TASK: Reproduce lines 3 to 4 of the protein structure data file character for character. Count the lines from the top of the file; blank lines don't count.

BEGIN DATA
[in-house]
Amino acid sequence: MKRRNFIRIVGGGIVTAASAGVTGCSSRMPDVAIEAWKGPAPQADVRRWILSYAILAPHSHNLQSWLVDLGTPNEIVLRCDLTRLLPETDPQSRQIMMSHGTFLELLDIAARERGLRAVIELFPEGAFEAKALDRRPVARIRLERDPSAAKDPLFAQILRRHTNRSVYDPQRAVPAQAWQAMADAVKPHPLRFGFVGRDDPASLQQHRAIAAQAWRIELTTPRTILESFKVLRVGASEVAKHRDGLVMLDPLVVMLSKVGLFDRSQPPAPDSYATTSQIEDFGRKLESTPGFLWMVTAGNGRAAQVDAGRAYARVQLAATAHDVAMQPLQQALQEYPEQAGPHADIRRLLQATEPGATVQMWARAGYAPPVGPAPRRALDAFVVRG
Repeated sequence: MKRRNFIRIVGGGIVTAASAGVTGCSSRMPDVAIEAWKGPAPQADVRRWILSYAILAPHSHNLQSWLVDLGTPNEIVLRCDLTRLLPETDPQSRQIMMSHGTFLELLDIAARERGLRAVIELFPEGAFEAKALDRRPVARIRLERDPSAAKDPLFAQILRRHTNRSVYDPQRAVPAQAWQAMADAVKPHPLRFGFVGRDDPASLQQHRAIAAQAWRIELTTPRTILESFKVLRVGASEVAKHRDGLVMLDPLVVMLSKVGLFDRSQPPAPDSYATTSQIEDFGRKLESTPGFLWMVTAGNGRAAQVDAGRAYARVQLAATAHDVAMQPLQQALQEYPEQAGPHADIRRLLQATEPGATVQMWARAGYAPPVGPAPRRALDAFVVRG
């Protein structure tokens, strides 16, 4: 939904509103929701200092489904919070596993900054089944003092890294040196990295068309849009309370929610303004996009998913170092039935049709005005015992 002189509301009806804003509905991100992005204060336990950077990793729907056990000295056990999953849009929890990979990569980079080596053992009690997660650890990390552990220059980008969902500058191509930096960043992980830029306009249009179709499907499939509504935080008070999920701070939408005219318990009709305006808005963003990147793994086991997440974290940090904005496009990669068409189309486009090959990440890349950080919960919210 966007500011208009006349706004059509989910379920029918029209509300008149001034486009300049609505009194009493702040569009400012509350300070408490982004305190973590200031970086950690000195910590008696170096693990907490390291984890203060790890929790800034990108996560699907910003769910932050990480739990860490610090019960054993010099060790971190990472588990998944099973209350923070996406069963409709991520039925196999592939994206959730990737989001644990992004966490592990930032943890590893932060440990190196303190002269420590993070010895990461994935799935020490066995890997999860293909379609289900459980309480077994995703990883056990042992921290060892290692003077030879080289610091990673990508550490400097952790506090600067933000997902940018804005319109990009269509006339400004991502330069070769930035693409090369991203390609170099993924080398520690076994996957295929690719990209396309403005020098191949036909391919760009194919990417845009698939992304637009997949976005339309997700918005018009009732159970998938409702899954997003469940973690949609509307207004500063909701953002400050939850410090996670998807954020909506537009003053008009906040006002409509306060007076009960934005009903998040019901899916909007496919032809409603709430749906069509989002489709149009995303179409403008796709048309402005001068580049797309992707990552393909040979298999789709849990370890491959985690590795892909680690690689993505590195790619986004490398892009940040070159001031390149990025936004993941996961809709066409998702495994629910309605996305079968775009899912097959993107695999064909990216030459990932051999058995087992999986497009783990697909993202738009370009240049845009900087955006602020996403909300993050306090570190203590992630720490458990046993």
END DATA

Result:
Repeated sequence: MKRRNFIRIVGGGIVTAASAGVTGCSSRMPDVAIEAWKGPAPQADVRRWILSYAILAPHSHNLQSWLVDLGTPNEIVLRCDLTRLLPETDPQSRQIMMSHGTFLELLDIAARERGLRAVIELFPEGAFEAKALDRRPVARIRLERDPSAAKDPLFAQILRRHTNRSVYDPQRAVPAQAWQAMADAVKPHPLRFGFVGRDDPASLQQHRAIAAQAWRIELTTPRTILESFKVLRVGASEVAKHRDGLVMLDPLVVMLSKVGLFDRSQPPAPDSYATTSQIEDFGRKLESTPGFLWMVTAGNGRAAQVDAGRAYARVQLAATAHDVAMQPLQQALQEYPEQAGPHADIRRLLQATEPGATVQMWARAGYAPPVGPAPRRALDAFVVRG
């Protein structure tokens, strides 16, 4: 939904509103929701200092489904919070596993900054089944003092890294040196990295068309849009309370929610303004996009998913170092039935049709005005015992 002189509301009806804003509905991100992005204060336990950077990793729907056990000295056990999953849009929890990979990569980079080596053992009690997660650890990390552990220059980008969902500058191509930096960043992980830029306009249009179709499907499939509504935080008070999920701070939408005219318990009709305006808005963003990147793994086991997440974290940090904005496009990669068409189309486009090959990440890349950080919960919210 966007500011208009006349706004059509989910379920029918029209509300008149001034486009300049609505009194009493702040569009400012509350300070408490982004305190973590200031970086950690000195910590008696170096693990907490390291984890203060790890929790800034990108996560699907910003769910932050990480739990860490610090019960054993010099060790971190990472588990998944099973209350923070996406069963409709991520039925196999592939994206959730990737989001644990992004966490592990930032943890590893932060440990190196303190002269420590993070010895990461994935799935020490066995890997999860293909379609289900459980309480077994995703990883056990042992921290060892290692003077030879080289610091990673990508550490400097952790506090600067933000997902940018804005319109990009269509006339400004991502330069070769930035693409090369991203390609170099993924080398520690076994996957295929690719990209396309403005020098191949036909391919760009194919990417845009698939992304637009997949976005339309997700918005018009009732159970998938409702899954997003469940973690949609509307207004500063909701953002400050939850410090996670998807954020909506537009003053008009906040006002409509306060007076009960934005009903998040019901899916909007496919032809409603709430749906069509989002489709149009995303179409403008796709048309402005001068580049797309992707990552393909040979298999789709849990370890491959985690590795892909680690690689993505590195790619986004490398892009940040070159001031390149990025936004993941996961809709066409998702495994629910309605996305079968775009899912097959993107695999064909990216030459990932051999058995087992999986497009783990697909993202738009370009240049845009900087955006602020996403909300993050306090570190203590992630720490458990046993």